California Teachers Assn. v. Board of Education (1980)

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[Civ. No. 58245. Court of Appeals of California, Second Appellate District, Division One. August 27, 1980.]

CALIFORNIA TEACHERS ASSOCIATION et. al., Plaintiffs and Appellants, v. BOARD OF EDUCATION OF THE GLENDALE UNIFIED SCHOOL DISTRICT et al., Defendants and Respondents.

(Opinion by Title, J., with Lillie, Acting P. J., and Hanson (Thaxton), J., concurring.)

COUNSEL

Raymond L. Hansen, Charles R. Gustafson and A. Eugene Huguenin, Jr., for Plaintiffs and Appellants.

John H. Larson, County Counsel, Donovan M. Main, Deputy County Counsel, Charles S. Doskow and Jonathan Van Patten for Defendants and Respondents.

OPINION

TITLE, J.

Appellants appeal from a judgment denying their petition for writ of mandate and application for injunctive relief in their action against the Glendale Unified School District (the district) in which they sought to have the district cease supporting a tuition-charging summer school and to have the district establish a free summer school program as a part of the entire education program of the district.

The complaint filed in the action states four causes of action, all bottomed on the same facts concerning the summer school program conducted at certain school sites in the district. The first cause of action sought injunctive relief, alleging that appellant students of the district have been deprived of their statutory and constitutional rights to a free district-operated summer school; the second cause of action sought a writ of mandate to compel the district to conduct a free summer school, based generally on the same factual allegations; the third cause of action is again based upon the same allegations of fact, and seeks the issuance of a writ of mandate commanding defendants to operate the [109 Cal. App. 3d 743] summer school on the ground that the agreement hereafter mentioned between the district and respondent La Verne University (La Verne) constitutes a breach of the collective bargaining agreement between the district and appellant teachers' associations (the association); the fourth cause of action is for declaratory relief based upon the same factual allegations set forth in the prior causes of action.

At the time of the filing of the complaint appellants moved for a preliminary injunction and a peremptory writ of mandate, which motion was heard and denied, the denial being reflected in said judgment. This appeal followed.

Factual Background

On January 19, 1979, the district entered into a collective bargaining agreement with the association. Thereafter on June 15, 1979, the district entered into a written grant of use agreement with La Verne, providing for use by La Verne of certain of the district's facilities for the operation of a summer school for the summer of 1979. Pursuant to said grant of use agreement, La Verne was to conduct educational classes on the school premises, which were to be under the sole and exclusive jurisdiction and control of La Verne, and La Verne was to pay to the district a use charge as required by Education Code section 40054 because a fee was in turn to be charged by La Verne to persons enrolling in its classes.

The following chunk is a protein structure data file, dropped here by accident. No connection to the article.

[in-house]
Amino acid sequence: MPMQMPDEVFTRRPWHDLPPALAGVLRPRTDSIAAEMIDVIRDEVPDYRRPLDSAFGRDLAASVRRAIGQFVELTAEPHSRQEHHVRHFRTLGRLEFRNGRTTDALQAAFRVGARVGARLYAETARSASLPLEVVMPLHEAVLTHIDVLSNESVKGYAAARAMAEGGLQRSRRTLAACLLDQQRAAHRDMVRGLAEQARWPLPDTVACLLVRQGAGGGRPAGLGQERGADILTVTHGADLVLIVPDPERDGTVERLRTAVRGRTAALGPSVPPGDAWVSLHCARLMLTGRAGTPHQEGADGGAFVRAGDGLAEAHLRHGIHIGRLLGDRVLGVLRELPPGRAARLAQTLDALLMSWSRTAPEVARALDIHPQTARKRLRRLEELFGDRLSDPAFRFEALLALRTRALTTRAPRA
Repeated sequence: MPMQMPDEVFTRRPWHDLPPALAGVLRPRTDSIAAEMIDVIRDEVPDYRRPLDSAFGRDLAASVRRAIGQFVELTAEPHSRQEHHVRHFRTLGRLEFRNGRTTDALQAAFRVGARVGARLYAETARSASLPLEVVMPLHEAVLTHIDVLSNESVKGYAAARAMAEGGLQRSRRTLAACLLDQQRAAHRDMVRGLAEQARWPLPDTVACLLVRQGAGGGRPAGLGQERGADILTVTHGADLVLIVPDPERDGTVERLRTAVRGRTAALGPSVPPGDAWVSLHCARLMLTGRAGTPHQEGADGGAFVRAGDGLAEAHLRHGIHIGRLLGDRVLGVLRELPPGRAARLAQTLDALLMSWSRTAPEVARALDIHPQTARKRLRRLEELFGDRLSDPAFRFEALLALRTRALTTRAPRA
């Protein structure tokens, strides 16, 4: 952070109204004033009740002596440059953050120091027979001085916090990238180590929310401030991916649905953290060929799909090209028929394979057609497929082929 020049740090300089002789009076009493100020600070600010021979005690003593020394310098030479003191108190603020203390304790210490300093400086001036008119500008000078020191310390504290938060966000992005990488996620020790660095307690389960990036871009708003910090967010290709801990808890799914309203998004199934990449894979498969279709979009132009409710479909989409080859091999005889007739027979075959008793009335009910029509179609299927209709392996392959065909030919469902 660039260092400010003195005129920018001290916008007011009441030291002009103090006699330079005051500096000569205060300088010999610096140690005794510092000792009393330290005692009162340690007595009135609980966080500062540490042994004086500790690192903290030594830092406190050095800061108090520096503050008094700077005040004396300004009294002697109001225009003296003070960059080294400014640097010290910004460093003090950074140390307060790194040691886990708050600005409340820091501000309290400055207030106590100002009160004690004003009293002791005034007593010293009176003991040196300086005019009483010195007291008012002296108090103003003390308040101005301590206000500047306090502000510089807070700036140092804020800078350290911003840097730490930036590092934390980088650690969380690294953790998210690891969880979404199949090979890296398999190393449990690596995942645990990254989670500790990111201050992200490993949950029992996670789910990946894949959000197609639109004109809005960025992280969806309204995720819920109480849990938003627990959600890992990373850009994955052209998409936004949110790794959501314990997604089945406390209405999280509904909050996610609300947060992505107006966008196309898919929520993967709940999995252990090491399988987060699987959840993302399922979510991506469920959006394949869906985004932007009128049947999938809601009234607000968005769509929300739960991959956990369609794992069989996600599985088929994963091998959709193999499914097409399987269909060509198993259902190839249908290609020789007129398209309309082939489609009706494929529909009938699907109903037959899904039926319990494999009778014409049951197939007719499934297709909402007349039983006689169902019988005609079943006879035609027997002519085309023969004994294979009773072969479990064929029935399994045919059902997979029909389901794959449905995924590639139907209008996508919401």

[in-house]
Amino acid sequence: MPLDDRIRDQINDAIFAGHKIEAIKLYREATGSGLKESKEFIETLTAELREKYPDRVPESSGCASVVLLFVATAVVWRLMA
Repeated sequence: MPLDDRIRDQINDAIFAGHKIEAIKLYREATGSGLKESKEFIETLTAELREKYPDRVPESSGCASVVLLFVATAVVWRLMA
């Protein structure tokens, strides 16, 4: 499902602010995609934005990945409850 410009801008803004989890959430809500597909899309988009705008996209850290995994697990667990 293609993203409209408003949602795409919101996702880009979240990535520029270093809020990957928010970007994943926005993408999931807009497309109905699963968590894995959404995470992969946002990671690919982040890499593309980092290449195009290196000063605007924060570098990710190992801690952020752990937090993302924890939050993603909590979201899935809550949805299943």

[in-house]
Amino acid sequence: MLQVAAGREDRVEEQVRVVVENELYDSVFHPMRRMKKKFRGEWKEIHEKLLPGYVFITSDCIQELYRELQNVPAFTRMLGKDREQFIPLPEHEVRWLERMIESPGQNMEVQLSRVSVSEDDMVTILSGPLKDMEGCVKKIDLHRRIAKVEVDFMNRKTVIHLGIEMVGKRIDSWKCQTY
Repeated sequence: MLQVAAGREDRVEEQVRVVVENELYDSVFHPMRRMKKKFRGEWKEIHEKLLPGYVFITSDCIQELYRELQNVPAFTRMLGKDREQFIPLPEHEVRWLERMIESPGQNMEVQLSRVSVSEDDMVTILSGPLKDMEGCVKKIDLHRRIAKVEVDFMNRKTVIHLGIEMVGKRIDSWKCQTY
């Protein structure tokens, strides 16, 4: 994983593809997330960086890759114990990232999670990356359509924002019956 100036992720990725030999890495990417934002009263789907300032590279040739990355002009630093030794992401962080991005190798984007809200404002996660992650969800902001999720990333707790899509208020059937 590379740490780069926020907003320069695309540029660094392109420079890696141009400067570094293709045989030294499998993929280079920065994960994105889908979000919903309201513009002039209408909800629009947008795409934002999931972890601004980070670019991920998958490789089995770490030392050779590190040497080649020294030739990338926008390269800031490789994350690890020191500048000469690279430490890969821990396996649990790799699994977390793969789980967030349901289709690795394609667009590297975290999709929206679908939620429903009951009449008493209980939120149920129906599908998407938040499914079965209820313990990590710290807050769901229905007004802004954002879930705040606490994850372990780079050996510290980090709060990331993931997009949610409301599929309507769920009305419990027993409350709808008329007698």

For a number of years prior to 1978, the practice of the district in reference to summer school classes operated by it varied from conducting a fairly broad range of educational classes and programs to conducting a very minimum range of classes and programs, to conducting no summer classes and programs at all. While the district had received financial support for its summer school classes and programs from state funds prior to 1978, this ceased in 1978, as a consequence of which the district determined that it would only conduct summer classes and programs in 1978 and 1979 for seniors needing credits to graduate and substantially handicapped students. Thus in the summers of 1978 and 1979 only such limited classes and programs were conducted by the district, these being required by the Legislature as a prerequisite to the district's receipt of state-surplus funds which were required by the district to operate its regular academic year educational programs. In those two summers the district employed a limited number of teachers to conduct the classes and programs for graduating [109 Cal. App. 3d 744] seniors and handicapped pupils pursuant to the provisions of the collective bargaining agreement. Those limited summer schools in 1978 and 1979 conducted by the district were in fact the operation of the district itself, and La Verne had no connection therewith and did not participate in any way in those summer sessions conducted by the district.

The Issues

1. Is the establishment and maintenance of summer school classes and programs a mandatory requirement for California school districts?

2. Does the charging of tuition or fees for attendance at a summer school operated under a grant of use agreement between a school district and a private organization violate the constitutional right of all pupils to a free educational program?